Friday, 29 July 2011

Feedback loops

The furore around the phone hacking scandal that engulfed the Murdoch empire continues relentlessly in the UK. Certainly, it's the biggest media scandal of recent decades.

However, whilst revelations about senior police officials, media, former and current Government officials continue, whilst top resignations go on and on (today even the head of the Press Complaints Commission exited), one has to reflect on another aspect of this whole mess.

The very fact that Rupert Murdoch was worshiped for decades in the UK, to such an extent that top politicians lined up to gain access to him, purely shows that his media empire, and media in general, had huge power that could make or break top personalities and their futures. It could create and destroy votes, could alter the course of British politics.

How it got to that stage, that's another story. The fact remains, that Murdoch ended up pretty much running the show on occasion, or at least key acts of some shows, as all the new facts revealed. Ultimately, we, the readers and consumers of his media empire created this power.

Considering the media in Romania, it leads to yet another reflection.

Yes, that media has some power - but usually it makes rather than breaks politicians. It can manipulate fantastically successfully, as even recent non-political hysteria around the Fukushima story showed. It can create votes via that manipulation, but we are yet to see the Romanian media breaking a top politician.

It may publish some shocking facts on shocking corruption, but even when there is real-time footage about some despicable character, what really are the negative tangible effects? There are none.

At most, the National Department for Anti-corruption picks something up. But usually they bow to political pressures (as recently showed, mafiosi robbing the country blind to the count of few billion euros could make this department investigate a senator about some tens of thousands of euros of alleged 'commerce of interest and influence'). Or they uncover things that are far from being triggered by media investigations.

The fact remains, yes, there was extremely powerful positive feedback loop between Murdoch's empire and British politics & business circles. But there was also a mighty negative feedback loop there. Hence the primordial fear that British power figures had and tried to stay in Murdoch's good books.

That negative feedback loop simply does not exist in Romania. There is free press, and press that can be used for political manipulation - but we are yet to see that power (good or bad) that some other countries have witnessed when confronted with certain media moguls.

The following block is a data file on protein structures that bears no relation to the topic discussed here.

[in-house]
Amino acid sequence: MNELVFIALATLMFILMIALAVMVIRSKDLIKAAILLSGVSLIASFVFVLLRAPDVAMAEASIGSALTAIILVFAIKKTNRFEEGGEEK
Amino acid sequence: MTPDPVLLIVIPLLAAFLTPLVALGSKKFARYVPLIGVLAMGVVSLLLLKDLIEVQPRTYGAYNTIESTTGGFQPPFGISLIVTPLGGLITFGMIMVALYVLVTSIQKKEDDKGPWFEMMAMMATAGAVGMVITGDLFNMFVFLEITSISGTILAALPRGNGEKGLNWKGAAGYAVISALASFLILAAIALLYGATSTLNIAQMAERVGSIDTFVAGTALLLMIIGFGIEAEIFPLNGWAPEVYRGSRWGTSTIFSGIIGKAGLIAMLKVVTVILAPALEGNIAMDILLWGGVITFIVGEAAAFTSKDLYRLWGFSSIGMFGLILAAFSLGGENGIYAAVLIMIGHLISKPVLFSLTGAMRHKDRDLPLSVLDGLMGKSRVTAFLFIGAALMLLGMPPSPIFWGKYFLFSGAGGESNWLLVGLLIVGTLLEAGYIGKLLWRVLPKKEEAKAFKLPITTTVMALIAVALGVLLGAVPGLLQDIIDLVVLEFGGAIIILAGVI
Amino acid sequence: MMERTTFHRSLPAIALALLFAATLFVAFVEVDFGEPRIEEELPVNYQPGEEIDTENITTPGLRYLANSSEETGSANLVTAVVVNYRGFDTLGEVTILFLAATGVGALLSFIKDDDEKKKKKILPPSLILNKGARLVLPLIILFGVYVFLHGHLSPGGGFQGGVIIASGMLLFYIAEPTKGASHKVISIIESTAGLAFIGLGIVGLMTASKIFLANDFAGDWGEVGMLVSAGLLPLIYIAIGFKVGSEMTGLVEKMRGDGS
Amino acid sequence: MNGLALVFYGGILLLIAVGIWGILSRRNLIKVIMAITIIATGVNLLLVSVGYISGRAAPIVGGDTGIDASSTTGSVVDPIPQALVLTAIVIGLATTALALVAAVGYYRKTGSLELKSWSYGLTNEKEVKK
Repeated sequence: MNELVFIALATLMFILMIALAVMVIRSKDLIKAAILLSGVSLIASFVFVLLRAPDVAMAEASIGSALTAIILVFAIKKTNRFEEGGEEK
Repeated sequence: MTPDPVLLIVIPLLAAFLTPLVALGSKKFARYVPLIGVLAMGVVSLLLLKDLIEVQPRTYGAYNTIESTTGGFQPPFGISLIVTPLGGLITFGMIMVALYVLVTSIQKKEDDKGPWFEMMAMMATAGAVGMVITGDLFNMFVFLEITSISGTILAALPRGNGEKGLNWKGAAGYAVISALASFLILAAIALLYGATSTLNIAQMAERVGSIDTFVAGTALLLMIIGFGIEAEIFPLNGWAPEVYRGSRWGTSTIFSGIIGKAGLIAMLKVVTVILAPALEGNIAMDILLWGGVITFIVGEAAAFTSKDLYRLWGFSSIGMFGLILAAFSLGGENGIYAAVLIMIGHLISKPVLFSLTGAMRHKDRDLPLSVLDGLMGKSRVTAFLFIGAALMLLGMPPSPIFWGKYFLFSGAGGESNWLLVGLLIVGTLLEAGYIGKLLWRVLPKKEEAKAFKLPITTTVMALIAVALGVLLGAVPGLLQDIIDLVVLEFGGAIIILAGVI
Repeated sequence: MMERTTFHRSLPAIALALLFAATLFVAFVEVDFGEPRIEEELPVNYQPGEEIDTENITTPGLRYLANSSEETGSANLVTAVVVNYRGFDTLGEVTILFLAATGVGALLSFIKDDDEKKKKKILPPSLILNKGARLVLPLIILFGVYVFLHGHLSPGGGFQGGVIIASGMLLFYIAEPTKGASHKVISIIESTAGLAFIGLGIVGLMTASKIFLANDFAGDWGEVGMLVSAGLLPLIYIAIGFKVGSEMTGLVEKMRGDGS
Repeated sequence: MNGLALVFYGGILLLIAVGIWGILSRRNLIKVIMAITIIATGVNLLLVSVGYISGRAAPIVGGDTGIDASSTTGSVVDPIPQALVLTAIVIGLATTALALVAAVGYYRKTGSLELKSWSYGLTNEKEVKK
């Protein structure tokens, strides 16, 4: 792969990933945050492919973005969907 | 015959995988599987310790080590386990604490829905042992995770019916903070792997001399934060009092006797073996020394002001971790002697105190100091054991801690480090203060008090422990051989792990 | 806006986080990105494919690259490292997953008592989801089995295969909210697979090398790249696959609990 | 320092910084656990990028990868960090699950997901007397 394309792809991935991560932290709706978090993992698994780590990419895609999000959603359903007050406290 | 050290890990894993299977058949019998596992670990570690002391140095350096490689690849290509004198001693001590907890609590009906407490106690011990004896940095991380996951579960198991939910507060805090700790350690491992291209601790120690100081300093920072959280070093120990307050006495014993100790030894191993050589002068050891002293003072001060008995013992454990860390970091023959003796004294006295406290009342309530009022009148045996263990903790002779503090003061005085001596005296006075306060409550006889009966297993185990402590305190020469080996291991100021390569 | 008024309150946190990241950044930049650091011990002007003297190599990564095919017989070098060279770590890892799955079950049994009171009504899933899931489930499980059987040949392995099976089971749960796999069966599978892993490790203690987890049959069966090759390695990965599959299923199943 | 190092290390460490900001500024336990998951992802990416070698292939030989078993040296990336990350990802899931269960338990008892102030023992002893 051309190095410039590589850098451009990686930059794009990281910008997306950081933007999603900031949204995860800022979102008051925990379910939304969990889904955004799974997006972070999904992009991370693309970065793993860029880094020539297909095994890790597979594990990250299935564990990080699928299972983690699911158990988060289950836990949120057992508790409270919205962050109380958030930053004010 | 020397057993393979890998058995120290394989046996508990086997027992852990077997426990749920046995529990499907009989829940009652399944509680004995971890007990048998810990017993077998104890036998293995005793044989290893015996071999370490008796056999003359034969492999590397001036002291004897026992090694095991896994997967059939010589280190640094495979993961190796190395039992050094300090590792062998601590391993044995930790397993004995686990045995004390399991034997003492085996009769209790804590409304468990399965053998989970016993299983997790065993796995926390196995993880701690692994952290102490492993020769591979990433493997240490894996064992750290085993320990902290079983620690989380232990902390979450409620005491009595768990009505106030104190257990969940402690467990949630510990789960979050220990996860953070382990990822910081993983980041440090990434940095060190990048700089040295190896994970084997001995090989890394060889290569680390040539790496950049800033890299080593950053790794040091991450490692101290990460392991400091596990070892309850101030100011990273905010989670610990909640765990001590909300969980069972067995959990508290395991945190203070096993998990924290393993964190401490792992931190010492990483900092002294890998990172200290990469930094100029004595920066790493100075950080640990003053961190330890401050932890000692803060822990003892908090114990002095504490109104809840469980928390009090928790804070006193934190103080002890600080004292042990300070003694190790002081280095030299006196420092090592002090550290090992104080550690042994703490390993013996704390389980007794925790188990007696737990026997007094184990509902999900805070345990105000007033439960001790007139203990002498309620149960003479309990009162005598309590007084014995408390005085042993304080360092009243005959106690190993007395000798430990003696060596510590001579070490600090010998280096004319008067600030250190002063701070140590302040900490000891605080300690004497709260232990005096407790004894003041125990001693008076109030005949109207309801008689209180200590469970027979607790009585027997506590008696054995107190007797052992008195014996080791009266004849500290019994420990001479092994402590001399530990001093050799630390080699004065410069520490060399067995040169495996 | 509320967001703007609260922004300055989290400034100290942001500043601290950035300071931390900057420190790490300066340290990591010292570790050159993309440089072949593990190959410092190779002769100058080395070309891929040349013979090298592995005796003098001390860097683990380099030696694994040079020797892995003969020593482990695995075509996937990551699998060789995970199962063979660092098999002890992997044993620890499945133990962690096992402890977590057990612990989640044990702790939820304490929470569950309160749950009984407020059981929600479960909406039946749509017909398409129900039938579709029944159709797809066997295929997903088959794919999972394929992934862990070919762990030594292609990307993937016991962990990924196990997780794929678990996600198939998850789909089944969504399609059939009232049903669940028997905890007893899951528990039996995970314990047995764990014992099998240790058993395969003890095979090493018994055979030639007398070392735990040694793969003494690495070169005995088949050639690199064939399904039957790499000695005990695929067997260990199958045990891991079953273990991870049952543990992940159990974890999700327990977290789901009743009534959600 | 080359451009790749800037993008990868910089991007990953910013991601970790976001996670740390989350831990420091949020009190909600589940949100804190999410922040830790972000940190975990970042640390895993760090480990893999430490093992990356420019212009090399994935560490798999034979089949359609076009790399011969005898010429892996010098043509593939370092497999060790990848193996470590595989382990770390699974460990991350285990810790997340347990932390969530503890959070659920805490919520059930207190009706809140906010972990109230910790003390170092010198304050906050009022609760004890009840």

Tuesday, 26 July 2011

Insanity

The recent events in Norway triggered plethora of discussions, to put it mildly. One has to reflect on the realities of organised and dis-organised evil, which always surprises with newer and newer manifestations.

Some of the polemic is deeply troubling, though. As a recent BBC discussion highlighted, we very clearly label certain manifestations of certain evils as terrorism and planned acts of individual or well-organised groups of terrorists. However, when something like this double Norwegian attack happens, we speak of... insanity. Madness and acts of madness.

If we look at cold, calculated, politically motivated evil, then history provides innumerable examples. And some of us have lived through some of those examples. If we stick to the last decades of the 20th century, we had plenty of small- and large-scale examples of such evil.

Those were not acts of insanity. And the acts of this terrorist, let's call a spade a spade, in Norway are also not acts of insanity.

He is profoundly motivated politically. He acted with spine-chilling lucidity and felt that executing perfectly innocent people in great numbers was perfectly acceptable as a means of political action.

To call him insane or mad, with the same promptness and ease with which we called all other bombers and assassins terrorists and extremists, is an easy, very easy path. Easy for us, easy for posterity.

We can not write off this pure evil as a sudden act of a madman. Asking the questions on what is the underlying though process that makes a person think: such acts are acceptable for achieving his goal, is a much more difficult process.

Like many terrorists, dictators, abusers of power, radicalised extremists, he carefully and lucidly planned all his acts over a long period of time. Madness was not the key force at work here.

Just because we can't pin the articles easily to an existing board of familiar terrorist patterns, it doesn't mean that it's an outlier for the bin marked 'acts of inexplicable madness'.

And then we have a bigger problem than classification. We need to look how in our 'free' world, political views can end up so radicalised, that regardless of age, gender, education, social background and geography, people can become monsters. Monsters who, as in this case, too, label their own acts 'necessary'.

So... please, let's not view him as mad. 'Mad' is a fantastically easy way out, that allows us to close the lid on that bin crowded with so many despots, extremists and political figures.